Silencing Words to Keep Personal Agendas? By: Semline Delva

Social Justice education should be thought of as a way to learn and inform ourselves on certain freedoms and privileges all persons should have in society. In a perfect society, the constitution of the United States would work for everybody; some may call this notion equality and/or equity.  Unfortunately, we do not live in a... Continue Reading →

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Incorporating Microaffirmations in Student Affairs Practice, By Dallas Doane

I recently read a great piece on Inside Higher Ed shared by a friend on Twitter entitled, “3 Approaches for Confronting Microaggressions” by Tyrone Fleurizard. The piece focuses specifically on classroom occurrences of microaggressions but I think you will find the advice has broad applications for your professional practice and in your personal journey. In... Continue Reading →

White Women and Affirmative Action, By: Nicole Cozzi

There once was a tale where if one worked really hard, college and a well-paying job would be in the future.  Like many fairy tales the American Dream has been debunked. The ugly truth is the fight to have access and to graduate from a higher education institution has always been fought on an uneven... Continue Reading →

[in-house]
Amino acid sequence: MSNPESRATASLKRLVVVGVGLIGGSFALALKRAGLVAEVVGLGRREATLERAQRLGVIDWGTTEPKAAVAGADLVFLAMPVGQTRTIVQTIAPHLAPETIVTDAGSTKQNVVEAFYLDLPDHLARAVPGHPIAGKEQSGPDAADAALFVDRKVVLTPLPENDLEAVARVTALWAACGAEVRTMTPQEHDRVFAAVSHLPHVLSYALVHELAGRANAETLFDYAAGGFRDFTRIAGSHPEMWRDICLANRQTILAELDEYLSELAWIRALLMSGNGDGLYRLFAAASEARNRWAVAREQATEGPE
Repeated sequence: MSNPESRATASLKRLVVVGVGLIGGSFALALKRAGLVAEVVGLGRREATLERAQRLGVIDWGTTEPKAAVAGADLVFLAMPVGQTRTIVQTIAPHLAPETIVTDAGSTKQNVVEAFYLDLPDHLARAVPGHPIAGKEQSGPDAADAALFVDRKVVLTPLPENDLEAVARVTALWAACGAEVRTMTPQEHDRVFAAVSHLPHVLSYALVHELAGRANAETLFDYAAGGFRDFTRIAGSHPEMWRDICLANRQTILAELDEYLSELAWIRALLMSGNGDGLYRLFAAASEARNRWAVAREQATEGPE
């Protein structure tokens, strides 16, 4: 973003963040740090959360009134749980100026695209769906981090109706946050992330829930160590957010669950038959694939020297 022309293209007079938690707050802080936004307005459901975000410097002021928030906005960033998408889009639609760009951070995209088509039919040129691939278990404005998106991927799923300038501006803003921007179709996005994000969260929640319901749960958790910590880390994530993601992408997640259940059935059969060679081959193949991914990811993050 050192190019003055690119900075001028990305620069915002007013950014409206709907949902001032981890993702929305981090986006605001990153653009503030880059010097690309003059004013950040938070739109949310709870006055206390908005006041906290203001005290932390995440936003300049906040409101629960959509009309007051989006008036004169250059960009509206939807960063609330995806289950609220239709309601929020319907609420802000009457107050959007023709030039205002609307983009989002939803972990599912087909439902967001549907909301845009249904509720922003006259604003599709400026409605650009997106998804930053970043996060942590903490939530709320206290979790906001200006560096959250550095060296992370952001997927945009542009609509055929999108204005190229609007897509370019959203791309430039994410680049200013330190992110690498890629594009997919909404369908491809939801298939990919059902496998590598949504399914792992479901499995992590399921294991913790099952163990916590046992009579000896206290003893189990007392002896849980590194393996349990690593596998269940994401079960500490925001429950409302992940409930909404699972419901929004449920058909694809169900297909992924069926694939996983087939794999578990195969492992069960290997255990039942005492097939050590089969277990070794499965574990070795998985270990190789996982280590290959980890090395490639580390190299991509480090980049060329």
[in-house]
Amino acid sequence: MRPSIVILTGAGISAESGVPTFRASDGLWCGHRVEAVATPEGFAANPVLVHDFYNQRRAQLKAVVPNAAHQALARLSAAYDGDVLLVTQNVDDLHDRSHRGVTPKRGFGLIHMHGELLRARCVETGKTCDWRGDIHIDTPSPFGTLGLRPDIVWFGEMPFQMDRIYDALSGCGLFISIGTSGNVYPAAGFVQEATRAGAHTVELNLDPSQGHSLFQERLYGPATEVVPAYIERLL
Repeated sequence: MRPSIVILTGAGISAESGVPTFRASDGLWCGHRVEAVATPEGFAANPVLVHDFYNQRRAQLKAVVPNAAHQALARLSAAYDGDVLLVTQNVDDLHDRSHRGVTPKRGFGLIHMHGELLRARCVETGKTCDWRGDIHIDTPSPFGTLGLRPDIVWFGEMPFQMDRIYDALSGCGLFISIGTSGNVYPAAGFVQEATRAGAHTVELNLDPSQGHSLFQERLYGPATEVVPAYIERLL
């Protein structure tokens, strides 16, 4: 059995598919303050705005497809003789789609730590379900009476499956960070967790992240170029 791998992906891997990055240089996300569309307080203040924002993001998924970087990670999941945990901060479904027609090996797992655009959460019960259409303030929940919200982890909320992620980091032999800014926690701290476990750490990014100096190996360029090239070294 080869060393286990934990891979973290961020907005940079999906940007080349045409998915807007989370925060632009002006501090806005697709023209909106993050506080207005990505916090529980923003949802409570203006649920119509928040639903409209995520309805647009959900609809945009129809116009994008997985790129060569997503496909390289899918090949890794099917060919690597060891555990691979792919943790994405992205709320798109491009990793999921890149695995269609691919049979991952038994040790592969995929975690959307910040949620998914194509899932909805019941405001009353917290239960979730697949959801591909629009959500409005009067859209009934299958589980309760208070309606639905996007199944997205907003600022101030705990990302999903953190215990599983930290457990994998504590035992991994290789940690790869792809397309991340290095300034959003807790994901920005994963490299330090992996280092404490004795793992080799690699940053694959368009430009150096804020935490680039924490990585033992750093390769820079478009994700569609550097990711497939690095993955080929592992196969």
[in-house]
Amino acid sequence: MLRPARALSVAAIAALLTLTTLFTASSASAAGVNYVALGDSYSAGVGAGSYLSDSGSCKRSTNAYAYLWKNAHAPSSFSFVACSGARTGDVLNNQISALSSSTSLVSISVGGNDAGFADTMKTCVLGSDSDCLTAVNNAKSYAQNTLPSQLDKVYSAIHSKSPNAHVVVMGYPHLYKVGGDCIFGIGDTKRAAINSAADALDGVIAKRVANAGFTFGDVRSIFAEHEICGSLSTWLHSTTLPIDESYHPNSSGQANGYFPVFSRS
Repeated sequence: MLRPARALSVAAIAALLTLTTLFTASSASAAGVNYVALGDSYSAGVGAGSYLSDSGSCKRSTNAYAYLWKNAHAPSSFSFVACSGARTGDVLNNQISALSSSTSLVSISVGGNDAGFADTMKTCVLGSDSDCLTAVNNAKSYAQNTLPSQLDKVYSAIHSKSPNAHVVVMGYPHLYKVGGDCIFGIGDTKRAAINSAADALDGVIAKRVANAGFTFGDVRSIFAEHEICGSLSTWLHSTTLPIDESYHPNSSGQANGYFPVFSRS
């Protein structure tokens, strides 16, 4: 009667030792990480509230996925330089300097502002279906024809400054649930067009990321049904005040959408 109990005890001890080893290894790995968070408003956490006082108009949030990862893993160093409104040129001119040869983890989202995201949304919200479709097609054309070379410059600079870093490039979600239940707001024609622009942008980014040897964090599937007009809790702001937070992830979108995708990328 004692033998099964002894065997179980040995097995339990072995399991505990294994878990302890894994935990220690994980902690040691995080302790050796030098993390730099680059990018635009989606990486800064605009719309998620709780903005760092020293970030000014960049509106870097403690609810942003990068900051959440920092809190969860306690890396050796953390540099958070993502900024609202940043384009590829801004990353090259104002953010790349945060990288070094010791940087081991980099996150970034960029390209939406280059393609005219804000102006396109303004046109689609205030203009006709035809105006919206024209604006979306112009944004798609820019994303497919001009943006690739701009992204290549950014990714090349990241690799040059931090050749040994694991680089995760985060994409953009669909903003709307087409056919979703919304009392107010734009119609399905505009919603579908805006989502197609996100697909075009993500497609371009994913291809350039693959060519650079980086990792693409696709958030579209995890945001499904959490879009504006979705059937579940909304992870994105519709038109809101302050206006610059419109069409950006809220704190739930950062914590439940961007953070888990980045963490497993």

A Best Practice Wellness Intervention for All—Yes! For All, By: Angelica “Angie” Harris

Coaching has become incredibly trendy over the last few years. Most anyone we look up to either has worked with a coach in the past, or is doing so presently. Whether it is career coaching, academic coaching, or athletic coaching, students on campuses across the nation have experienced the benefits of coaching at some point... Continue Reading →

Collaging for Social Justice by Marcellus C. Taylor

The work of social justice requires a proclivity to situations of vulnerability and introspection. Often the discussion of social justice-related topics end in fatigue and further disagreements (Furman, 2012; Shields, 2010). Colleges and universities must develop engaging pathways that allow for an introductory conversation to the beauty and complexity of social justice. The methods of... Continue Reading →

Masculinity’s Effects on Gay Men in College, By: Daniel J. Foster and Stephen T. Britt

Author’s note: It is important to acknowledge the cisnormative nature of this essay and to draw attention to the issues of trans men and gender nonconforming people in the context of masculine identity development. Also, we cannot ignore that this essay doesn't explicitly focus on bi, pan, or queer identified men, though some of the research... Continue Reading →

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